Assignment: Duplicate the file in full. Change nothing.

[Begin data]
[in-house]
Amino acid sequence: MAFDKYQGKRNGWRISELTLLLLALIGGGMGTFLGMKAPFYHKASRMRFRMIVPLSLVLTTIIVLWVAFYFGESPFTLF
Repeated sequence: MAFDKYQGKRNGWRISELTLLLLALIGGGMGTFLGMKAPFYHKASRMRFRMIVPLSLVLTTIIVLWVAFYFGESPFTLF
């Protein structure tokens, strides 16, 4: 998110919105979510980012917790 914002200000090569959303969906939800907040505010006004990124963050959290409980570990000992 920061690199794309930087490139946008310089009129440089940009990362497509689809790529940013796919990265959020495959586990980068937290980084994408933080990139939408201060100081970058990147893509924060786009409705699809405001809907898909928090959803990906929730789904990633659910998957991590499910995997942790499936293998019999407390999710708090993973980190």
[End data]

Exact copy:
[in-house]
Amino acid sequence: MAFDKYQGKRNGWRISELTLLLLALIGGGMGTFLGMKAPFYHKASRMRFRMIVPLSLVLTTIIVLWVAFYFGESPFTLF
Repeated sequence: MAFDKYQGKRNGWRISELTLLLLALIGGGMGTFLGMKAPFYHKASRMRFRMIVPLSLVLTTIIVLWVAFYFGESPFTLF
């Protein structure tokens, strides 16, 4: 998110919105979510980012917790 914002200000090569959303969906939800907040505010006004990124963050959290409980570990000992 920061690199794309930087490139946008310089009129440089940009990362497509689809790529940013796919990265959020495959586990980068937290980084994408933080990139939408201060100081970058990147893509924060786009409705699809405001809907898909928090959803990906929730789904990633659910998957991590499910995997942790499936293998019999407390999710708090993973980190």